Can you tell me where the price we are paid comes from? The price shown on the statement seems to be lower than the market. I know it is from two months past.
There is no source for the price of natural gas from a specific location. Pricing is based on regional "hubs", the Henry Hub, located in Erath, LA, being the most famous although a significant volume of Haynesville gas goes through the Perryville Hub in NE LA. Natural gas contracts are based off of a monthly hub price but also include a discount or premium to the hub price. More often a discount than a premium in times of depressed gas prices. Your operator reports the monthly gross price per mcf on your roylaty statement. It is, more often than not, lower than the regional hub prices.
You also need to consider any deductions for that product (e.g. marketing fees, gathering fees, compression, processing plant, etc.). If you don't have a solid "cost free" lease, these deductions will all negatively impact your final royalty payment number.
These deductions are taken after the "value" of the gas is calculated using whatever the price metric is.
Just like tax deductions.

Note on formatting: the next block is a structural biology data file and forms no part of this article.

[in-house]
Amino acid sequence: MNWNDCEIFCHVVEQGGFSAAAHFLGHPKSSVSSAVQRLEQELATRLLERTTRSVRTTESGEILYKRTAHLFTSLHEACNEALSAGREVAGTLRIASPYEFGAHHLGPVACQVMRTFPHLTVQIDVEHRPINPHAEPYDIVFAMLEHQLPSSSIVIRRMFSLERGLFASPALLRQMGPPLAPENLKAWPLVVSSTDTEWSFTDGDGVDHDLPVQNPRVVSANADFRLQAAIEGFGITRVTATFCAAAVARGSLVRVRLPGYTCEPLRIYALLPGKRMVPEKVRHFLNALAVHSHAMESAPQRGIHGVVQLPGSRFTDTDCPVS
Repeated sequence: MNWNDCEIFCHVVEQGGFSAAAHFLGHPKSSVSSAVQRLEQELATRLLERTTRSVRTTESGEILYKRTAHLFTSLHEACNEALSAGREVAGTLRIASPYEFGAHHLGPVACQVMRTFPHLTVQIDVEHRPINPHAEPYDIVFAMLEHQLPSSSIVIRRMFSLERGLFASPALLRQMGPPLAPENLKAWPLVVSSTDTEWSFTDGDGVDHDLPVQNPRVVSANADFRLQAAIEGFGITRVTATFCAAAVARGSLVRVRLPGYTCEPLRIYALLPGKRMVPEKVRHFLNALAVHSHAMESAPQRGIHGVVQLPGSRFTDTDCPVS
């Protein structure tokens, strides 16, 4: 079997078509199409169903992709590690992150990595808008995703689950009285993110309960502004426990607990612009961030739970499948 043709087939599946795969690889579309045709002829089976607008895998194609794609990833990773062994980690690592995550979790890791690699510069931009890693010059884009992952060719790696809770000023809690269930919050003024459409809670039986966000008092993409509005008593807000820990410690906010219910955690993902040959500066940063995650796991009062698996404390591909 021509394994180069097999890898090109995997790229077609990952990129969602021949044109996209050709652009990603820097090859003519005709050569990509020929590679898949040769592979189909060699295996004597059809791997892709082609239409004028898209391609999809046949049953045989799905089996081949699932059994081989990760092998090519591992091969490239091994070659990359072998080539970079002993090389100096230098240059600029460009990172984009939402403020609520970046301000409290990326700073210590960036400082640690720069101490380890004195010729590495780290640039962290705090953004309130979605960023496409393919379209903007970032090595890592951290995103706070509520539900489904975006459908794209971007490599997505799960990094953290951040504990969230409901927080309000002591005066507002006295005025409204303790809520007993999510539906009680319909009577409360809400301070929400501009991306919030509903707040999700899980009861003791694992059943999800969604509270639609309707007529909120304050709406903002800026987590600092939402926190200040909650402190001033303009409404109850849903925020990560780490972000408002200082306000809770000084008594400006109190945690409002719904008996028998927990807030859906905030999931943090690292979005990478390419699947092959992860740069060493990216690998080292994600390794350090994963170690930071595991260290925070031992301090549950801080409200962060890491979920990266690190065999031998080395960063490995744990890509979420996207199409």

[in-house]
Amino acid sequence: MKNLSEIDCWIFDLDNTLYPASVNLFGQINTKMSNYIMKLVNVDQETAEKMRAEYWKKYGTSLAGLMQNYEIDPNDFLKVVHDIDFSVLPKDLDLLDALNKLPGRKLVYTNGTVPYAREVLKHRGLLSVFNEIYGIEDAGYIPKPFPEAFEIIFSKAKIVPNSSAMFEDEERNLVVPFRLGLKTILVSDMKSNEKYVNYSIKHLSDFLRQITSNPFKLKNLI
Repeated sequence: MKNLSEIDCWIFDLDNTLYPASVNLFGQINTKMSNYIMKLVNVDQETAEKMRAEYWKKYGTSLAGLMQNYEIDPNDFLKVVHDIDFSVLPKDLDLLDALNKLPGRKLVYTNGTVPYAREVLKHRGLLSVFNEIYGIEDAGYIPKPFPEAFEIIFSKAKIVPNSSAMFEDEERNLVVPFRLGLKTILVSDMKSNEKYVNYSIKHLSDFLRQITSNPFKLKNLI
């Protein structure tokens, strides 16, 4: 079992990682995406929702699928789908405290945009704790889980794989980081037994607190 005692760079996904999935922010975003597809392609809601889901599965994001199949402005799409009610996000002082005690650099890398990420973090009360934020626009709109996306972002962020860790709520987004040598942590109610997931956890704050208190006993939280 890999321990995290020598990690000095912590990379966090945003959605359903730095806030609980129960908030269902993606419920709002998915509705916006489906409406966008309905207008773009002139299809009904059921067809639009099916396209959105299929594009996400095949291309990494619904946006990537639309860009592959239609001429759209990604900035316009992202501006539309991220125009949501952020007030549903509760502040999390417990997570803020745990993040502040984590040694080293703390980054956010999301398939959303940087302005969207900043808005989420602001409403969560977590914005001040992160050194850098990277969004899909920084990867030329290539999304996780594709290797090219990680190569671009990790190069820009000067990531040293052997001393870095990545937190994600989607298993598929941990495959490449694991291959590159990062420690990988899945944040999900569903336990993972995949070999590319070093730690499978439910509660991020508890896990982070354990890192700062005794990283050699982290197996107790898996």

Here is a web site that might help. https://www.eia.gov/dnav/ng/hist/rngwhhdM.htm I track this to see if prices are going up or down and I only worry about the monthly totals. You can also change the view to daily, weekly, monthly, or annual. I don't work in the industry so I have my own assumption that it is kind of like filling up your car. Gasoline prices change daily. So I assume that the price the operator gets would depend on the day that the transaction takes place.
Yes I have noticed that without fail some operators are always 0.10 below the monthly average, but some actually come in on the high side.
Thanks for posting, Greg. As I understand it, very little natural gas is sold on the spot price. The monthly "settlement" price which is published a few days prior to the end of the month is the "basis" price for physical gas sales. There is a discount or premium based on that price as to the actual sales price. If an end user runs low or out of their monthly purchase contract late in the month, they may buy additional supply at the spot price to get them to the next monthly contract. Futures prices of course are used for "paper trades" by investors/speculators. The IEA crunches a lot of data and aggregation that I find of interest is the variance in spot prices at the different hubs.